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DO IT: Hiking

Hiking Trails: Georgia Leads the Way

Georgia offers some of the nation’s best hiking, whether you traverse through swamps, across
islands, over wetlands, through woodlands or along mountain trails – everything from relaxed
nature trails to challenging mountain treks. So, pull on your hiking boots and hit the trail.

North Georgia’s hiking challenges include the famous Appalachian, Bartram and Benton MacKaye trails leading to beautiful destinations such as Brasstown Bald and Amicalola Falls, one of the nation’s highest waterfalls.

The Appalachian Trail begins in Georgia at Springer Mountain, reaching a height of 4,461 feet at Blood Mountain and a low point of 2,675 feet at Dicks Creek Gap. Snow covers much of the trail in the winter. Spring melts give way to many of the wildflowers common throughout the mountains: azalea and rhododendron, bloodroot, mountain laurel, and trillium. Forests are predominately hickory, oak and poplar trees, with evergreen pines and cedars mixed in. Access to the beginning of the Appalachian Trail is by foot from Amicalola Falls State Park. The 79-mile Georgia section of the A.T. leaves the state at Bly Gap.

Many Georgia State Parks offer hiking trails that range from challenging backcountry trails to paved or hard-surfaced trails suitable for wheelchairs and strollers. Some trails have accommodations for primitive camping. Trails at Amicalola Falls, Black Rock Mountain, Cloudland Canyon, Fort Mountain and Vogel state parks lead to scenic waterfalls. Just outside Unicoi State Park is Anna Ruby Falls.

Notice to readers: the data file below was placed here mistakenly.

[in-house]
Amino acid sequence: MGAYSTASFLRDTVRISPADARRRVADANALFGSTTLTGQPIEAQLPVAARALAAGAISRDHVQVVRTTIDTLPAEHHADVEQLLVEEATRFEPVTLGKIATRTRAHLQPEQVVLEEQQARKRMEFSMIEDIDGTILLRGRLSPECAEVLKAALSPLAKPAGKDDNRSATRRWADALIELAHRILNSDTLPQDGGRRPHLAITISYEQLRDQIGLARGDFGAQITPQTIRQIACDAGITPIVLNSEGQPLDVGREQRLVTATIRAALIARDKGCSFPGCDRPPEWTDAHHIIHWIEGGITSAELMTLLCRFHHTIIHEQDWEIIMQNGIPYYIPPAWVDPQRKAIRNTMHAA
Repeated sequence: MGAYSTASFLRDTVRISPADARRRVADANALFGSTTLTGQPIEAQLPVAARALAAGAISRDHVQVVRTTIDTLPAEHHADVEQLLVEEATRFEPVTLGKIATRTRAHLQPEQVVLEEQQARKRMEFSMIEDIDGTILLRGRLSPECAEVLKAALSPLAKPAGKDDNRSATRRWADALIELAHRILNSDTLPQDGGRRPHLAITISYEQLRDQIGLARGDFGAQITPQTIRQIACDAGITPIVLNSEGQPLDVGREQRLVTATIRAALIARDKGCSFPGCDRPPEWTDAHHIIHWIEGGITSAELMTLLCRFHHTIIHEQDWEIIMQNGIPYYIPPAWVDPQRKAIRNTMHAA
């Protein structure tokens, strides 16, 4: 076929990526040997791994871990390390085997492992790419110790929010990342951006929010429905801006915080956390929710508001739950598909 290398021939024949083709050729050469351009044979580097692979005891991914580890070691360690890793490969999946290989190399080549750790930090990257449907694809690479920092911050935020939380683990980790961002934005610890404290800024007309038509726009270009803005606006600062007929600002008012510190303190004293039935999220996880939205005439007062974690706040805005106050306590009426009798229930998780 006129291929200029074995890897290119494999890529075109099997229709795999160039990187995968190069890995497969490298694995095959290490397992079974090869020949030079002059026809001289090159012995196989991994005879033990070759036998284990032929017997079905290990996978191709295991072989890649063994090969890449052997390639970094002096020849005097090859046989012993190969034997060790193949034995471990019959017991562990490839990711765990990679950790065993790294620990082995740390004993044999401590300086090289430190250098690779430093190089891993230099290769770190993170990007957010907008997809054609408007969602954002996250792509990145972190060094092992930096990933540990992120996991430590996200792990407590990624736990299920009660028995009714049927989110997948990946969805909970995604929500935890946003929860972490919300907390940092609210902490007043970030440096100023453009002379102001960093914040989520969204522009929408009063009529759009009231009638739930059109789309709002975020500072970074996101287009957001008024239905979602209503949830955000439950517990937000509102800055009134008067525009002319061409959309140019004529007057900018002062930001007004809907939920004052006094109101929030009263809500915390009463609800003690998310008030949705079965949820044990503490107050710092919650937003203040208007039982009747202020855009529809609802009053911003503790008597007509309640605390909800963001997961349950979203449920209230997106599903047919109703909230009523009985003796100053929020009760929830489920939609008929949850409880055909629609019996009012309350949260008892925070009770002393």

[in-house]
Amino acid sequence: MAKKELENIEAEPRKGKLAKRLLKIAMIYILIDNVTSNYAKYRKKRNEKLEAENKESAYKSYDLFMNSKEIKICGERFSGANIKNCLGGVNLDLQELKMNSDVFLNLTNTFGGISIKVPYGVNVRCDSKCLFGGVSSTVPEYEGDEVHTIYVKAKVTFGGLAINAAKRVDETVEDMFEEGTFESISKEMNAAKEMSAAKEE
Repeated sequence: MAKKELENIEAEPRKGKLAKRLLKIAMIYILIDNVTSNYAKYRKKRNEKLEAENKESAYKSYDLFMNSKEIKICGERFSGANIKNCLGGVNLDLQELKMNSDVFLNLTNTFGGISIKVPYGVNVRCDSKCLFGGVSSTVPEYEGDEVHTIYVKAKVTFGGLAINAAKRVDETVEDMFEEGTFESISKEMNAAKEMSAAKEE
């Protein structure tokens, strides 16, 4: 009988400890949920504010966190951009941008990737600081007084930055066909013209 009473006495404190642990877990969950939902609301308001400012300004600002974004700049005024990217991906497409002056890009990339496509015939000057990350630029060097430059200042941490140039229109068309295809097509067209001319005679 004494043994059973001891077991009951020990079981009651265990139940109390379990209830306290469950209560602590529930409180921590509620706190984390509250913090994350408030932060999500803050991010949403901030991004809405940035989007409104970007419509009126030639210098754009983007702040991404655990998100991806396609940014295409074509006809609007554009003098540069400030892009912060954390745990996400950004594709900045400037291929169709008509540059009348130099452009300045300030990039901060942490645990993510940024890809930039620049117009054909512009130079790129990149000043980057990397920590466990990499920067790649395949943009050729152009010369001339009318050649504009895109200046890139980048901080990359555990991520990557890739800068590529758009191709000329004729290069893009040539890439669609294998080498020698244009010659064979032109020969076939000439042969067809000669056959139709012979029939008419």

Join Georgia’s Canyon Climbers Club, get a card, hike four trails and earn a t-shirt. Scale to the top of Amicalola Falls, explore the depths

of Providence Canyon, brave the swinging bridge in Tallulah Gorge and face the daunting staircase in Cloudland Canyon. Membership cards can be purchased for $10 at any one of the four participating state parks. Once you have visited all four parks and had your card punched by rangers, redeem it for a t-shirt and bragging rights. No time limit applies, so hikers can take as long as they wish to visit all four parks.

Georgia hiking often incorporates cultural and historical sites among its trail stops, such as Pickett’s Mill Battlefield Historic Site, the ruins of the New Manchester Mill at Sweetwater Creek State Park or the Indian mounds at Kolomoki Mounds State Park.

Every part of the state has its trails to explore. In Smyrna, Dallas, Hiram, Rockmart and Cedartown, hikers, cyclists, and equestrians can access the popular Silver Comet Trail, transformed from an old railroad route and stretching 60 miles from metro Atlanta to the state line at Alabama. The Augusta Canal has its towpath that follows along the canal and a network of trails branching off from it. Columbus’ paved 22-mile RiverWalk connects to the Fall Line Trace trail and is part of the city’s Dragonfly trail system.

Download more than 700 trail maps here. You can also download the free Georgia Trails mobile app to your phone here or from the Google Play or Android stores. The app lets you track your hikes, include photos, track distance, and more!


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